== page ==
Joanna Murphy, CEO, sitting in front of a white and gold fireplace.
Joanna Murphy, CEO Image: Paul Sherwood

Imposter syndrome more common among women workers, survey suggests

25 Jul 2022

Nearly one-fifth of women surveyed by said they had imposter syndrome all the time, compared to only 11pc of men.

In a new survey, almost half (45pc) of Irish women reported that they have felt like an imposter at some point during their career. More than one-third (37pc) of men said they felt the same.

Imposter syndrome refers to feelings of inadequacy and is characterised by anxieties and doubt about one’s accomplishments. It was first identified in the 1970s by psychologists Dr Suzanne Imes and Dr Pauline Clance.

Often accompanied by a fear of being exposed as a fraud, it can be a problem for a lot of workers and causes people to miss out on promotions or other opportunities they don’t feel confident enough to tackle.

In a survey of 1,200 professionals in Ireland, found that the overall proportion of people who had suffered from imposter syndrome during their careers was 42pc. Pre-pandemic, this figure stood at 38pc.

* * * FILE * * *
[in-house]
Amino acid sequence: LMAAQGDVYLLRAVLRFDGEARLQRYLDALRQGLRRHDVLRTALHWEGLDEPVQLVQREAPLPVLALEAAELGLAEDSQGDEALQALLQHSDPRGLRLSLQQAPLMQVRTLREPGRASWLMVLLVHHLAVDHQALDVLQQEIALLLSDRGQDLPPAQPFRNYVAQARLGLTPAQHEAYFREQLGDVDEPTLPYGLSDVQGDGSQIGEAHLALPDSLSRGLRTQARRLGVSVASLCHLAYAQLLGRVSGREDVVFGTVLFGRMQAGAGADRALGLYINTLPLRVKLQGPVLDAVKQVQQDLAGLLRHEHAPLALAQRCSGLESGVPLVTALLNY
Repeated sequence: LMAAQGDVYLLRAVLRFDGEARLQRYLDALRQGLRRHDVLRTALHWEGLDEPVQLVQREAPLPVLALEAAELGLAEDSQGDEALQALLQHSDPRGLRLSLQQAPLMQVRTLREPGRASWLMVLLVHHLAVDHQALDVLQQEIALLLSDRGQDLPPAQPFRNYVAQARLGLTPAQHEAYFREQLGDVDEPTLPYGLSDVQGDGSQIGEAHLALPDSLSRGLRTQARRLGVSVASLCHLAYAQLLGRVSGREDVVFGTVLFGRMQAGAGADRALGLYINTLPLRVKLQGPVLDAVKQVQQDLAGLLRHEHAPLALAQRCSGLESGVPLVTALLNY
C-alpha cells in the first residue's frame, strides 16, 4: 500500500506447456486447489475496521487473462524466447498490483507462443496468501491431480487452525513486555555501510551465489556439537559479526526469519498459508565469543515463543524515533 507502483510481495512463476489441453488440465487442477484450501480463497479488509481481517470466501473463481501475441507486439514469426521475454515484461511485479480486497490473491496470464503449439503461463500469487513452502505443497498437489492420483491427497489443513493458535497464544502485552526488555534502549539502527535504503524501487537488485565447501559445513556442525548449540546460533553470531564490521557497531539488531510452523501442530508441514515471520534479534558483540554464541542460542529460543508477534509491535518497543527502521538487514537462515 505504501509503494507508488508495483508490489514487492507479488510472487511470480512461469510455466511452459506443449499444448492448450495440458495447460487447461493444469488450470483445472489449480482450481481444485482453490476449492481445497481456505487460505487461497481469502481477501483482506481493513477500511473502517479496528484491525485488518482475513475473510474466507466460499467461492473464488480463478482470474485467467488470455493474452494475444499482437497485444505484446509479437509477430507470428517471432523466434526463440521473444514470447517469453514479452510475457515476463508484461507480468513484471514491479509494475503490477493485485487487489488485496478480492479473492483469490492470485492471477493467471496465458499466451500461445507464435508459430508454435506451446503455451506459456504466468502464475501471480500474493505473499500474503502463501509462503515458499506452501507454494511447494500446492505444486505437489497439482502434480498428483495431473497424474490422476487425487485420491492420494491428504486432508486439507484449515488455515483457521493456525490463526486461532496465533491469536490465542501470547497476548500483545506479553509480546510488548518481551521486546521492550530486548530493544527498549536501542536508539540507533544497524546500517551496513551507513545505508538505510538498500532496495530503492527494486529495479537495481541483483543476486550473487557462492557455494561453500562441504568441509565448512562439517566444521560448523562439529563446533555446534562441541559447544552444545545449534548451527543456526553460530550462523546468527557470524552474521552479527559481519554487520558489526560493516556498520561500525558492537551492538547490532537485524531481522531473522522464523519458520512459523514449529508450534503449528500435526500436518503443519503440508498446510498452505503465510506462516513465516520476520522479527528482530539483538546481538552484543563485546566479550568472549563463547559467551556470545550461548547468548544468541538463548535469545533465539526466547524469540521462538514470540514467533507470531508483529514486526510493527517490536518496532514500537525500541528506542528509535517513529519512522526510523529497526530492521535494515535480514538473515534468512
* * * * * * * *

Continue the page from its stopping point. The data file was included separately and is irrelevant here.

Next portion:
Nearly one-fifth (17pc) of women said they had imposter syndrome all the time, compared to only 11pc of men.

The majority of respondents said they had never experienced imposter syndrome while at work, with 63pc of men and 55pc of women reporting they were not affected.

A quarter of men and 28pc of women said they had been affected in the past.

“The greater propensity amongst women to experiencing imposter syndrome could well be reflective of a broader societal issue, whereby men are often encouraged to have a go and take chance, whereas women are often more likely to stay within certain parameters,” said Joanna Murphy, CEO of

“The industry a person works in could also attribute to this, with many being traditionally very male dominated.”

Murphy added that just because the majority of people surveyed said they never experienced imposter syndrome, it does not mean employers should not be concerned.

“As employers we should be asking ourselves why any of our people might feel like this and what the organisation might to do allay their anxieties and to give people the confidence and belief in themselves they need and deserve,” she concluded.

Last month, heard from Joblist CEO Kevin Harrington about how to deal with imposter syndrome when searching for a job.

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Blathnaid O’Dea
By Blathnaid O’Dea

Blathnaid O’Dea worked as a Careers reporter until 2024, coming from a background in the Humanities. She likes people, pranking, pictures of puffins – and apparently alliteration.

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